COLLEGE PARK - We had arrived at the point where the doomed prisoner asks: "Any word from the governor?" And then the phone rings.
For years now, in just this situation at Byrd Stadium, if the phone did actually ring, it would be somebody ordering pizza, which is why Maryland's last-minute reprieve yesterday was so shocking. Folks, you're reading another postcard from the edge.
"This was one in a thousand," Maryland wide receiver Barry Johnson would say afterward.
Scott Whittier, a linebacker somehow in his sixth year at Maryland (and therefore deserving of all your sympathy), was equally incredulous.
"Since I've been here," he said, "we've lost our share of one-point games. I couldn't stand to lose another one. This makes up for all the back luck we've had through the years."
What happened yesterday doesn't happen. You had to be there to believe it, and, given the size of what barely constituted a crowd, you probably weren't. It went this way: With 1:27 left in the game and Maryland losing to North Carolina State, 12-10, quarterback Scott Zolak threw his fourth interception of a long afternoon. State took over on its 45, a victory all but assured. Later, long after the fact, the Maryland players were saying how TC they kept their heads up and never gave up. That's what you have to say, but that's not exactly how it was.
Dan DeArmas, who would go on to kick the winning field goal, was on one knee praying, when, on the next play, State running back Aubrey Shaw fumbled the ball away without ever getting hit. DeArmas knew something good had happened only when the crowd erupted.
Zolak, who would complete two long passes to set up the field goal, was standing on the sideline stunned, thinking he had exhausted his opportunities for the day. "I couldn't believe it," he said, "when I saw the ball bouncing on the ground. I just hoped somebody would jump on it."
Gene Thomas, who caught the big pass, who always catches the big pass, hadn't exactly given up hope, but. . .
"I was thinking what it was like to be 2-2," he said.
Well, Maryland is 3-1. The Terps' winning scores have come with 2:27 to play, 1:01 to play and, yesterday, with 11 seconds remaining. Their loss came by one point. But, in a very weird season, nothing was as bizarre as yesterday.
"It was a gift from the heavens," said Barry Johnson, who also caught a big pass. "We could be 4-0, but we're 3-1, and I thank God for that."
After the fumble, that gift from the heavens, Maryland took over at midfield with 1:22 left in the game, the players as pumped up as Hans and Franz.
"We knew we'd win then," Thomas said. "Something good would happen."
But the good would have to wait for the bad and then the ugly. Before Maryland could snap the ball, there came a 5-yard penalty for illegal procedure when a lineman jumped too soon. First-and-15. Then came another 5-yard penalty, same call. First-and-20. The Terps were in full retreat.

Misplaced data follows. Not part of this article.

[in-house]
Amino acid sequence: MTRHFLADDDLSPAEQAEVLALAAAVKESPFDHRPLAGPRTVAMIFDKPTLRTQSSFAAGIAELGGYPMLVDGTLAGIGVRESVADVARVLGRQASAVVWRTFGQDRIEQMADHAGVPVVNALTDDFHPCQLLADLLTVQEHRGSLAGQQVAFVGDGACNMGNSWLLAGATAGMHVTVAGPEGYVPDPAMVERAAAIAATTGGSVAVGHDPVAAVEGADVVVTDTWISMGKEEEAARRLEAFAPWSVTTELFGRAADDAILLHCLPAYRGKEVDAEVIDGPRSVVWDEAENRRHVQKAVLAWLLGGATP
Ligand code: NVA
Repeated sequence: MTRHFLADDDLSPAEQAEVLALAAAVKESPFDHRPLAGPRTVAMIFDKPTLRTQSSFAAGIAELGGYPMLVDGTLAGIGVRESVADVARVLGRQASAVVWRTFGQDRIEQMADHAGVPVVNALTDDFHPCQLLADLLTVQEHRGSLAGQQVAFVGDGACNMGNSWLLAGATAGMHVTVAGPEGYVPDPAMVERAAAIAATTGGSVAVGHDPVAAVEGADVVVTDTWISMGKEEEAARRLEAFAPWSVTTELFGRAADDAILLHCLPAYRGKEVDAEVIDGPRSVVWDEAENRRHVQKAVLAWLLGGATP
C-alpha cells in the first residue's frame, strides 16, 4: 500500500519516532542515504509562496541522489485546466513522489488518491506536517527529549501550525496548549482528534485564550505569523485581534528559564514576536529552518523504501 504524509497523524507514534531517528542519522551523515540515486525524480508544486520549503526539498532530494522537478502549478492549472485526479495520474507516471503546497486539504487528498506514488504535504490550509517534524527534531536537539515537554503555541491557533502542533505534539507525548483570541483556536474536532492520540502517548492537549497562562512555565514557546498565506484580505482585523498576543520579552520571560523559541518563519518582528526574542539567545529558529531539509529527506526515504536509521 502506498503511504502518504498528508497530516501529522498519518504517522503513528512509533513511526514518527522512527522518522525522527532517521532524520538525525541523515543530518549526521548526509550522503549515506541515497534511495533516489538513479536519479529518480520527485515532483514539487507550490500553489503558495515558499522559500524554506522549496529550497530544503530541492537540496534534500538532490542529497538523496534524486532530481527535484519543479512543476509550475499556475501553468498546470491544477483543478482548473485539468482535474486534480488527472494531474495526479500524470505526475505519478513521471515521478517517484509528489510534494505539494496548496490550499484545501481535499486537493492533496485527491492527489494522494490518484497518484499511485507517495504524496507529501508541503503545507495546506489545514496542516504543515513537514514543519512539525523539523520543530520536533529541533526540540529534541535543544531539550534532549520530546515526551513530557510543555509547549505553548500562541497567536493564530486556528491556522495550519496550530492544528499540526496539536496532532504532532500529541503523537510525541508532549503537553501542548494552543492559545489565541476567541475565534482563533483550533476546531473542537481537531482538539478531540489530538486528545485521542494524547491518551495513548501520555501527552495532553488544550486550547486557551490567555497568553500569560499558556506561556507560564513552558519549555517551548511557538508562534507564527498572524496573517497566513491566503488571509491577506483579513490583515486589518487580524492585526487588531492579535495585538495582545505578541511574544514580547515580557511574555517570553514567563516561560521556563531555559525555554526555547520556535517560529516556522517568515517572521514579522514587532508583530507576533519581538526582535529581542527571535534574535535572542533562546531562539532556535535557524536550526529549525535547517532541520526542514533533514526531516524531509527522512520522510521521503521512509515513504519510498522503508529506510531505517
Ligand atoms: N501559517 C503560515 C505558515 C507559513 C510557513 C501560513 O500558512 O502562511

"I was thinking, 'Let's just get the ball hiked and give ourselves a chance to do something,' " Johnson said.
The ball got hiked, and Zolak hit Johnson over the middle for a 20-yard gain and a first down. Suddenly, anything was possible.
Two plays later, on a State blitz, with Thomas racing a defender down the sideline, Zolak threw the ball up for grabs, well short of Thomas, who came back to haul it in for a 28-yard gain. The field goal was coming, so was a 13-12 win, and it was so unbelievable that a flock of students would race onto the field after the game to tear down a goal post. Imagine. And nobody minded, understandable given the rare chances for celebration in these parts.
After all, next week Maryland travels to Michigan. It doesn't seem right even to bring that up, but the game was already lurking in the recesses of everyone's mind. After the loss last week to Clemson, Maryland was looking straight in the face of a three-game losing streak to be. This was a game Maryland pretty much had to win.
The defense, which held State to 12 points, made it all possible. Lubo Zizakovic alone blocked an extra-point try and a field-goal try yesterday. Mike Thomas covered the fumble. And so it went. It is the defense that has stepped up so remarkably this season, time and again giving an erratic offense the opportunity to find Gene Thomas somewhere in the closing moments.
"We take what our defense gives us," Johnson said. "Nobody expected us to be 3-1 now."
Nobody expected it with 1:27 to play yesterday either, and that has to include coach Joe Krivak, now three very possible victories away from his first winning season. Although N.C. State blew this game, Maryland still had to come back to win it.
"Ten years from now," Krivak said of the day's work, "all I know is it's going to be a W."